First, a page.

Welsh businesses will be able to order speeds of up to 330Mbps when BT launches its Fibre on Demand programme.
A development of the Superfast Cymru programme means that firms across Wales will be able to pay a one-off fee to convert the copper last mile of a superfast FTTC (Fibre to the Cabinet) connection, effectively turning it into a full FTTP (Fibre to the Premises) line.
This will be launched by the end of summer and will be available to the ‘majority’ of business premises across Wales.
Welsh Government and BT spokespeople haven’t been able to confirm exactly what is meant by ‘majority’ in terms of numbers.
Superfast Cymru, combined with BT’s own commercial upgrades of the Openreach network, have seen superfast broadband (24Mbps and above) made available to 79 per cent of the country.
While this isn’t the limit of Superfast Cymru’s plans – the public-private joint venture originally aimed to pass 96 per cent of Wales – firms would need to be at least able to order FTTC from their local exchange before coughing up for Fibre on Demand.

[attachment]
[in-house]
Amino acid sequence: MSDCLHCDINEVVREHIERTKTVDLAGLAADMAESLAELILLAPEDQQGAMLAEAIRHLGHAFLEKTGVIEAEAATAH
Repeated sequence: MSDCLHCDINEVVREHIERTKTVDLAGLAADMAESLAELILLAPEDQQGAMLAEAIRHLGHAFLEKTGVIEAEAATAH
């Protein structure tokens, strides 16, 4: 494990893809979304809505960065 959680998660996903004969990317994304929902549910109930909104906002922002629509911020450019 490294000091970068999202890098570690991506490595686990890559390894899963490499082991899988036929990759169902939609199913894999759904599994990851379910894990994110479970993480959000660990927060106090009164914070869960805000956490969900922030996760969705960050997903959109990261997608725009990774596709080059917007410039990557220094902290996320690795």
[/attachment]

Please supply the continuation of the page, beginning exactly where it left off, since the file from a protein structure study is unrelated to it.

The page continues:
BT also hasn’t been able to clarify just how much Fibre on Demand is going to cost. BT had quietly made the service available in a handful of places across the UK last year, before suspending the service this January.
Installation prices for Fibre on Demand varied depending on the length of the fibre last mile required to connect your home to the cabinet. As early adopters have found, the prices soon escalated. While prices for BT’s full fat fibre could be steep, tests have shown that BT’s FTTP lines are capable of delivering download speeds of up to 10Gbps, so it’s an investment in a future-proofed connection.